Author + information
- Received February 3, 2009
- Revision received May 29, 2009
- Accepted June 3, 2009
- Published online September 1, 2009.
- Timothy F. Christian, MD⁎,⁎ (, )
- Stephen P. Bell, BS⁎,
- Lawrence Whitesell, BS† and
- Michael Jerosch-Herold, PhD‡
Reprint requests and correspondence:
Dr. Timothy F. Christian, Professor of Medicine, Director of Cardiac Imaging, MCHV McClure 1060, University of Vermont, Burlington, Vermont 05495
Objectives The aim of this study was to determine the accuracy of cardiac magnetic resonance (CMR) first pass (FP) perfusion measures of absolute myocardial blood flow (MBF) with a 3.0-T magnet and compare these measures with FP perfusion at 1.5-T with absolute MBF by labeled microspheres as the gold standard.
Background First-pass magnetic resonance (MR) myocardial perfusion imaging can quantify MBF, but images are of low signal at conventional magnetic field strength due to the need for rapid acquisition.
Methods A pig model was used to alter MBF in a coronary artery during FP CMR (intracoronary adenosine followed by ischemia). This produces an active zone with a range of MBF and a control zone. Microspheres were injected into the left atrium with concurrent reference sampling. FP MR perfusion imaging was performed at 1.5-T (n = 9) or 3.0-T (n = 8) with a saturation-recovery gradient echo sequence in short-axis slices during a bolus injection of 0.025 mmol/kg gadolinium–diethylenetriamine pentaacetic acid. Fermi function deconvolution was performed on active and control region of interest from short-axis slices with an arterial input function derived from the left ventricular cavity. These MR values of MBF were matched to microsphere values obtained from short-axis slices at pathology.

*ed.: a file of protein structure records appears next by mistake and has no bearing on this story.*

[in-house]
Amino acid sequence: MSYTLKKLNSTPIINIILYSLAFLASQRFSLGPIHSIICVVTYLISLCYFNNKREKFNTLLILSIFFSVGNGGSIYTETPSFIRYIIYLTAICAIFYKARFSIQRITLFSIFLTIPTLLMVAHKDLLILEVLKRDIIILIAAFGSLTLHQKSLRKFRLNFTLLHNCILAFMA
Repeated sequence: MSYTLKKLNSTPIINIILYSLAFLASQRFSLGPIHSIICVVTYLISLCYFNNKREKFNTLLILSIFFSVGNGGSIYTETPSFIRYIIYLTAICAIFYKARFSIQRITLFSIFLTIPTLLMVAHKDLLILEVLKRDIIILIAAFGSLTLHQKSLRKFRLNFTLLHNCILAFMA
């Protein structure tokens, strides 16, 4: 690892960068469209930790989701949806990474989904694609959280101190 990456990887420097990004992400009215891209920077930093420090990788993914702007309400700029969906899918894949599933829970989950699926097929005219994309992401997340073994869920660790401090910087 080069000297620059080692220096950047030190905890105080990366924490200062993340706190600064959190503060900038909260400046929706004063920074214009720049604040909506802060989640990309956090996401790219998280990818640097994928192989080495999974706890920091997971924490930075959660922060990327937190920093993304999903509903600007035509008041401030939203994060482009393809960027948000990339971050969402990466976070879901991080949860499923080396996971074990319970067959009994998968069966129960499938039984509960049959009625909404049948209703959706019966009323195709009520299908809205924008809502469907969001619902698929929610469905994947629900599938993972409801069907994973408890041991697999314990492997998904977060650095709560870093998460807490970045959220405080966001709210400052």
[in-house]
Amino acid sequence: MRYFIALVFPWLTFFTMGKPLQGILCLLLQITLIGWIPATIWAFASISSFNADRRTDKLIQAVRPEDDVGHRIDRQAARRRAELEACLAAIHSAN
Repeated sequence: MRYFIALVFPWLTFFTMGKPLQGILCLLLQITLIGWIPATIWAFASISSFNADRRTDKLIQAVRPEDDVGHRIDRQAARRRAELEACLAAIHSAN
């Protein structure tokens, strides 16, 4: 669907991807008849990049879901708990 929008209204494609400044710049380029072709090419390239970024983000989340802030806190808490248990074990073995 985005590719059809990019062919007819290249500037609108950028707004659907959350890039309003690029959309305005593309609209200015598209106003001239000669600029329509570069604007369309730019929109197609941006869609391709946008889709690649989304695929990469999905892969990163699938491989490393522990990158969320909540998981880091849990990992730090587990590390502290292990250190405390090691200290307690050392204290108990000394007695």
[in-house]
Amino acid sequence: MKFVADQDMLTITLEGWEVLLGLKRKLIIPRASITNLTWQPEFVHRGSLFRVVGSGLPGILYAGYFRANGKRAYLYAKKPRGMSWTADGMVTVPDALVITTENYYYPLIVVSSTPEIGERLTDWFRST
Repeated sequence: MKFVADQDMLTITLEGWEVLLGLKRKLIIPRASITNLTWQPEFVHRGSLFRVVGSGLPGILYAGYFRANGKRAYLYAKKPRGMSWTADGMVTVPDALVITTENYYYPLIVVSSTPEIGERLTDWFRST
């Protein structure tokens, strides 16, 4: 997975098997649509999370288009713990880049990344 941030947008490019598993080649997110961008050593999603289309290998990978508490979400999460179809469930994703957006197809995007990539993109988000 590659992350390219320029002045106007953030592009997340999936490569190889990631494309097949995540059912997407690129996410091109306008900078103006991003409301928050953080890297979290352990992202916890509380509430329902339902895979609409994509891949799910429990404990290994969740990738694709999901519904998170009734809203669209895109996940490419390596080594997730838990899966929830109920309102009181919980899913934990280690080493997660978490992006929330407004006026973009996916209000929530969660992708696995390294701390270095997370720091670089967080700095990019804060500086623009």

Results Occlusion MBF was 0.21 ± 0.26 ml/min/g, adenosine MBF was 2.28 ± 0.99 ml/min/g, and control zone MBF was 0.70 ± 0.22 ml/min/g. The correlation of MR FP CMR with microsphere was close for both field strengths: 3.0-T, r = 0.98, p < 0.0001 and 1.5-T, r = 0.95, p < 0.0001. The 95% confidence limits of agreement were slightly narrower at 3.0-T (3.0-T = 0.49 ml/min/g, 1.5-T = 0.68 ml/min/g, p < 0.05). The FP CMR image characteristics were better at 3.0-T (noise and contrast enhancement were both superior at 3.0-T). In myocardial zones where MBF <0.50 ml/min/g, the correlation with microspheres was closer at 3.0-T (r = 0.55 at 1.5-T, r = 0.85 at 3.0-T).
Conclusions Absolute MBF by FP perfusion imaging is accurate at both 1.5- and 3.0-T. Signal quality is better at 3.0-T, which might confer a benefit for estimating MBF in ischemic zones.
This work was supported in full by a Grant-in-Aid from the American Heart Association (to Dr. Christian).
- Received February 3, 2009.
- Revision received May 29, 2009.
- Accepted June 3, 2009.
- American College of Cardiology Foundation